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Is CSX (NASDAQ:CSX) A Risky Investment?
Some say volatility, rather than debt, is the best way to think about risk as an investor, but Warren Buffett famously said that 'Volatility is far from synonymous with risk.' It's only natural to consider a company's balance sheet when you examine how risky it is, since debt is often involved when a business collapses. Importantly, CSX Corporation (NASDAQ:CSX) does carry debt. But should shareholders be worried about its use of debt?
What Risk Does Debt Bring?
Debt is a tool to help businesses grow, but if a business is incapable of paying off its lenders, then it exists at their mercy. Ultimately, if the company can't fulfill its legal obligations to repay debt, shareholders could walk away with nothing. However, a more common (but still painful) scenario is that it has to raise new equity capital at a low price, thus permanently diluting shareholders. Of course, plenty of companies use debt to fund growth, without any negative consequences. When we examine debt levels, we first consider both cash and debt levels, together.
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What Is CSX's Net Debt?
You can click the graphic below for the historical numbers, but it shows that as of December 2022 CSX had US$18.1b of debt, an increase on US$16.3b, over one year. However, it does have US$2.09b in cash offsetting this, leading to net debt of about US$16.0b.
A Look At CSX's Liabilities
We can see from the most recent balance sheet that CSX had liabilities of US$2.47b falling due within a year, and liabilities of US$26.8b due beyond that. Offsetting this, it had US$2.09b in cash and US$1.31b in receivables that were due within 12 months. So its liabilities total US$25.9b more than the combination of its cash and short-term receivables.
While this might seem like a lot, it is not so bad since CSX has a huge market capitalization of US$59.8b, and so it could probably strengthen its balance sheet by raising capital if it needed to. However, it is still worthwhile taking a close look at its ability to pay off debt.
We use two main ratios to inform us about debt levels relative to earnings. The first is net debt divided by earnings before interest, tax, depreciation, and amortization (EBITDA), while the second is how many times its earnings before interest and tax (EBIT) covers its interest expense (or its interest cover, for short). This way, we consider both the absolute quantum of the debt, as well as the interest rates paid on it.
CSX's net debt of 2.2 times EBITDA suggests graceful use of debt. And the fact that its trailing twelve months of EBIT was 8.4 times its interest expenses harmonizes with that theme. If CSX can keep growing EBIT at last year's rate of 13% over the last year, then it will find its debt load easier to manage. When analysing debt levels, the balance sheet is the obvious place to start. But it is future earnings, more than anything, that will determine CSX's ability to maintain a healthy balance sheet going forward. So if you want to see what the professionals think, you might find this free report on analyst profit forecasts to be interesting.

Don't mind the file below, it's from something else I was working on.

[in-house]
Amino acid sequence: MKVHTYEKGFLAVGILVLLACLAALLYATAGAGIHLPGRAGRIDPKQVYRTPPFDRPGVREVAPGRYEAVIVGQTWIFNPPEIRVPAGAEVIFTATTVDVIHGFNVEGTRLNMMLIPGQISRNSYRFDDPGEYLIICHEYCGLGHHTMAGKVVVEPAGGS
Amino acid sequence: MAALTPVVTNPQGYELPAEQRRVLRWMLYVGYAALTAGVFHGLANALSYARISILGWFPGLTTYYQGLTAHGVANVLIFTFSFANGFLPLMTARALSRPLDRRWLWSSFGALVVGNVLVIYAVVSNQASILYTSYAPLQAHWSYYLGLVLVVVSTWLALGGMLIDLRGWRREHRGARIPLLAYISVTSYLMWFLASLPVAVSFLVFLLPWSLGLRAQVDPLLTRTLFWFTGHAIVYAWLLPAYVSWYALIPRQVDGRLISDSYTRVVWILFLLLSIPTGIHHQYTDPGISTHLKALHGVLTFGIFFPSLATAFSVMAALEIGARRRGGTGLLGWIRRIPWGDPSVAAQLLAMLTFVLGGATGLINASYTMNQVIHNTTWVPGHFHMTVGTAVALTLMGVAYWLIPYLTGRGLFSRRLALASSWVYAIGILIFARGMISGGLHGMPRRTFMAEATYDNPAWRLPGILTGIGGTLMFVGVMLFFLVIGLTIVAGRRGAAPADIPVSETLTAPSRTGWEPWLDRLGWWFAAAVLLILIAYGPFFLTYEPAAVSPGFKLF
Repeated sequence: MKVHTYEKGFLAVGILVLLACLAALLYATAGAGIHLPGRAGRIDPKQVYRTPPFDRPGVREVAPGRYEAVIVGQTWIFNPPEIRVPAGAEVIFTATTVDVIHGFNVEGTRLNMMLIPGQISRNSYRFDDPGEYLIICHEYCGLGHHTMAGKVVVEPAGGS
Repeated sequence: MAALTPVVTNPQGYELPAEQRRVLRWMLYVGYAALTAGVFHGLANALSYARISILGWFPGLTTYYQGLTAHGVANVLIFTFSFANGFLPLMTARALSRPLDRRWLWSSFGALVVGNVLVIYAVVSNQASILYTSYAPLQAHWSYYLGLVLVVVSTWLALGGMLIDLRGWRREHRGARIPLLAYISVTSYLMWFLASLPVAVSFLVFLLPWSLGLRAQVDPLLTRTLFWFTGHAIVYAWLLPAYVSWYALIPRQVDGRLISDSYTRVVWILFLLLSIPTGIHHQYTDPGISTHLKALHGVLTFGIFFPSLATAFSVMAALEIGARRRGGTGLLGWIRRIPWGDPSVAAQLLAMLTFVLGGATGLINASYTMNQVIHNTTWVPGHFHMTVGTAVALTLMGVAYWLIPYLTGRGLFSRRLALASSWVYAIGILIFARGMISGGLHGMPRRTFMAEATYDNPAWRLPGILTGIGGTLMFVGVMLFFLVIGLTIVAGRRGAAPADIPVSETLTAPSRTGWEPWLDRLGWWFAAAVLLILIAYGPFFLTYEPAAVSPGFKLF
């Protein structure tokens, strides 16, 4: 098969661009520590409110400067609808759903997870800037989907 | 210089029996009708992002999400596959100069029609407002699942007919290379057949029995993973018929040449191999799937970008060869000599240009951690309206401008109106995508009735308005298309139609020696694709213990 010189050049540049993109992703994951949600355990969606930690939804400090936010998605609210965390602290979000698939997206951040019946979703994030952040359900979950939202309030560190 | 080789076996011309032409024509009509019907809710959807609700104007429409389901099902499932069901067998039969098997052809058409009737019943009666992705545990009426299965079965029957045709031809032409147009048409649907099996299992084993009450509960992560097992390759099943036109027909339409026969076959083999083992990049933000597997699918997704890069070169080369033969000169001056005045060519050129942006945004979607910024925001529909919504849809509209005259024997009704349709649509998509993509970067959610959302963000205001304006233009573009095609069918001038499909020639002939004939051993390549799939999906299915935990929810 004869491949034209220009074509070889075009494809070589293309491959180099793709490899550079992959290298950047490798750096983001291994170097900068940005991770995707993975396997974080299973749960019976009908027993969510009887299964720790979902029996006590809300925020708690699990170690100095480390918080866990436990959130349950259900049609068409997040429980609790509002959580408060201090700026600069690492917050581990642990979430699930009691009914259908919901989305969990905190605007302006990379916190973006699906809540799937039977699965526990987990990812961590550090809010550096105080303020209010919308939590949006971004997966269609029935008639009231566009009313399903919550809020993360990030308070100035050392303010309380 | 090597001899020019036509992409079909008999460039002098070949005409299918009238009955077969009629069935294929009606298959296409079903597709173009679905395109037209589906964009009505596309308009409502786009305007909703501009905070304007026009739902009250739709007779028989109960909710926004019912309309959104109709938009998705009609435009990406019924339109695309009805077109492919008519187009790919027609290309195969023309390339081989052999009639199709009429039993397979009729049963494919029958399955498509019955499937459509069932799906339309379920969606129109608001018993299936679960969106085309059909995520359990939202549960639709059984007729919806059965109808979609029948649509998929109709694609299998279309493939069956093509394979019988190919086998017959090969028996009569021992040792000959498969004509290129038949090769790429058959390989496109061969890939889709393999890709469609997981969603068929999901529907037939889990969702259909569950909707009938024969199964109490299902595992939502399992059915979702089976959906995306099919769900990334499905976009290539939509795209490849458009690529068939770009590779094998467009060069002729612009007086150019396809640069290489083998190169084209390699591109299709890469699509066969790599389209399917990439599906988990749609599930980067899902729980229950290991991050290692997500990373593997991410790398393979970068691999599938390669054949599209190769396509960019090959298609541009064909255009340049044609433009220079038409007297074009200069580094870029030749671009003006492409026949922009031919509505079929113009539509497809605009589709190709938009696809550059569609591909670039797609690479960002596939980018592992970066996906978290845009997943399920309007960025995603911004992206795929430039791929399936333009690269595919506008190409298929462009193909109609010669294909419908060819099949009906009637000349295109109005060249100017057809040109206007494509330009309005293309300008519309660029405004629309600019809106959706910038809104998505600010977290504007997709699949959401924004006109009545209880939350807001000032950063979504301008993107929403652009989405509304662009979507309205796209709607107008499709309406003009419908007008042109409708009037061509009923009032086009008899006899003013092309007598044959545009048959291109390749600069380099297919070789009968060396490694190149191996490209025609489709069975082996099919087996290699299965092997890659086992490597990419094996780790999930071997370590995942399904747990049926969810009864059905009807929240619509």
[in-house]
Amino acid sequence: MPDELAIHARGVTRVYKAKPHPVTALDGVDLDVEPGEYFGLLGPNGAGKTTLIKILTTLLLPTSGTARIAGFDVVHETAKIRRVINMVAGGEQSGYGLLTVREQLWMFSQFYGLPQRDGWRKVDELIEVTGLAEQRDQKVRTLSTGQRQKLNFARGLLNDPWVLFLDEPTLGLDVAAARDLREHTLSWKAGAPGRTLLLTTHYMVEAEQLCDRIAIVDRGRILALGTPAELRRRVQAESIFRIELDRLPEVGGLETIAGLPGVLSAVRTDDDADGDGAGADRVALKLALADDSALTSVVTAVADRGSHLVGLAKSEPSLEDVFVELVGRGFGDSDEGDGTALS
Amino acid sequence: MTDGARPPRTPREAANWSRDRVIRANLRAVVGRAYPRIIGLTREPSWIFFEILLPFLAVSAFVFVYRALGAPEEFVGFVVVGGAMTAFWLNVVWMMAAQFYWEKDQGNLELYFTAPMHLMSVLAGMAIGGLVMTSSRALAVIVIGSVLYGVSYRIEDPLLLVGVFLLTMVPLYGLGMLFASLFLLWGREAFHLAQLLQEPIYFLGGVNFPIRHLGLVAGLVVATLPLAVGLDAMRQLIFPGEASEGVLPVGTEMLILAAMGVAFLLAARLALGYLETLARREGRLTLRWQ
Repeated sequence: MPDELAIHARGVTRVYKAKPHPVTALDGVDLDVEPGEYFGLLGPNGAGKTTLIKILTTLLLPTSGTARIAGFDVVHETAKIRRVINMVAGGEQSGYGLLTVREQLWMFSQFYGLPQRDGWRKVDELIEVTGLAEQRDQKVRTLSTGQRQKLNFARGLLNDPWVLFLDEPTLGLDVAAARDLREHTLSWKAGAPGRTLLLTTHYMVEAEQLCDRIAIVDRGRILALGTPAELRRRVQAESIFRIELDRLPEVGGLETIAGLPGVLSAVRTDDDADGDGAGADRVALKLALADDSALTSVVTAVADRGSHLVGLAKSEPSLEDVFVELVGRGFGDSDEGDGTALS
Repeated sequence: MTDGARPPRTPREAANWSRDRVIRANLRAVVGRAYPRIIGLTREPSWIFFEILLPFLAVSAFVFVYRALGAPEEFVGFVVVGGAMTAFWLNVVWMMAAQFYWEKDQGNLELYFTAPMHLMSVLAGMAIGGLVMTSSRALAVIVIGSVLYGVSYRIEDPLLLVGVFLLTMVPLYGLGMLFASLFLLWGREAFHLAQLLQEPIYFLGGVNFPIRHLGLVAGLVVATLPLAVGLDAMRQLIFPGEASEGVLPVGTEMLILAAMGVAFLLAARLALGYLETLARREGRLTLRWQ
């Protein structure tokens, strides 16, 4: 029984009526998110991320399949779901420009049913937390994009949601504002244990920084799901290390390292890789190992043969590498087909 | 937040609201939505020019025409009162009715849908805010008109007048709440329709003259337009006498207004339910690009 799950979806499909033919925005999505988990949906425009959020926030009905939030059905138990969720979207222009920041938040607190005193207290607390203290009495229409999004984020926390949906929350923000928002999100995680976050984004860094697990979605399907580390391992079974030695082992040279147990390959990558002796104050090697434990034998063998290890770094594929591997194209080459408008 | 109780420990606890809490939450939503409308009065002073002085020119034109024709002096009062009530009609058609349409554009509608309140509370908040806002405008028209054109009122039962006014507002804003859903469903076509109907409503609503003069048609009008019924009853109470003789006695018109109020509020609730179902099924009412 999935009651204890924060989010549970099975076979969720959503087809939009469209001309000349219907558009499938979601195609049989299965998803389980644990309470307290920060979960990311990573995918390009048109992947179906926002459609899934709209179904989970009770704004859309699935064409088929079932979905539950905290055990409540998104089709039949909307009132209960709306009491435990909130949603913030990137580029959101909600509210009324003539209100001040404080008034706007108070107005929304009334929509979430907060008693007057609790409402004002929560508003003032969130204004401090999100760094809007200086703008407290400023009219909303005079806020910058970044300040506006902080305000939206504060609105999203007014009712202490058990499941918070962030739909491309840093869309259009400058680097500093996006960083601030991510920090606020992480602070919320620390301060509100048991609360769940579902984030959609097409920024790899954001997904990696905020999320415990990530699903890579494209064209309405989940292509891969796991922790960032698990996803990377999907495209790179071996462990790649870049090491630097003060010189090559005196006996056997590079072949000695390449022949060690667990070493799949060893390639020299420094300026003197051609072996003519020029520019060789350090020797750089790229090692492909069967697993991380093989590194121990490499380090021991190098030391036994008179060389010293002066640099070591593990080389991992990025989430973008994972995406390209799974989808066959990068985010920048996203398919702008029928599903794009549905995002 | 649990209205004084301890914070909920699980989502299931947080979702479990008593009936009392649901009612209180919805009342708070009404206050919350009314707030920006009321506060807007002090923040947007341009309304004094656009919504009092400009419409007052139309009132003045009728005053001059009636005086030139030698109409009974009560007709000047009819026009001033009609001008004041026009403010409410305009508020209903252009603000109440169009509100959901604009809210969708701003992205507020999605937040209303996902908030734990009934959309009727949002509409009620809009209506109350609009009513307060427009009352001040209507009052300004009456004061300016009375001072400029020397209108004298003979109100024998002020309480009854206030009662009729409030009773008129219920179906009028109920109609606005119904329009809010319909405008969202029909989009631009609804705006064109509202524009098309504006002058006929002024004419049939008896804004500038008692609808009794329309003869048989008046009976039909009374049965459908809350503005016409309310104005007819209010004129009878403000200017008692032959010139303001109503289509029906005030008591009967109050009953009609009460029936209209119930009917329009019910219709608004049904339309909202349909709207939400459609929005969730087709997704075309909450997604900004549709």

Finally, while the tax-man may adore accounting profits, lenders only accept cold hard cash. So the logical step is to look at the proportion of that EBIT that is matched by actual free cash flow. During the last three years, CSX produced sturdy free cash flow equating to 61% of its EBIT, about what we'd expect. This free cash flow puts the company in a good position to pay down debt, when appropriate.
Both CSX's ability to to cover its interest expense with its EBIT and its conversion of EBIT to free cash flow gave us comfort that it can handle its debt. Having said that, its level of total liabilities somewhat sensitizes us to potential future risks to the balance sheet. Considering this range of data points, we think CSX is in a good position to manage its debt levels. Having said that, the load is sufficiently heavy that we would recommend any shareholders keep a close eye on it. The balance sheet is clearly the area to focus on when you are analysing debt. But ultimately, every company can contain risks that exist outside of the balance sheet. These risks can be hard to spot. Every company has them, and we've spotted 1 warning sign for CSX you should know about.
If, after all that, you're more interested in a fast growing company with a rock-solid balance sheet, then check out our list of net cash growth stocks without delay.
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This article by Simply Wall St is general in nature. We provide commentary based on historical data and analyst forecasts only using an unbiased methodology and our articles are not intended to be financial advice. It does not constitute a recommendation to buy or sell any stock, and does not take account of your objectives, or your financial situation. We aim to bring you long-term focused analysis driven by fundamental data. Note that our analysis may not factor in the latest price-sensitive company announcements or qualitative material. Simply Wall St has no position in any stocks mentioned.
CSX Corporation, together with its subsidiaries, provides rail-based freight transportation services.
Average dividend payer with mediocre balance sheet.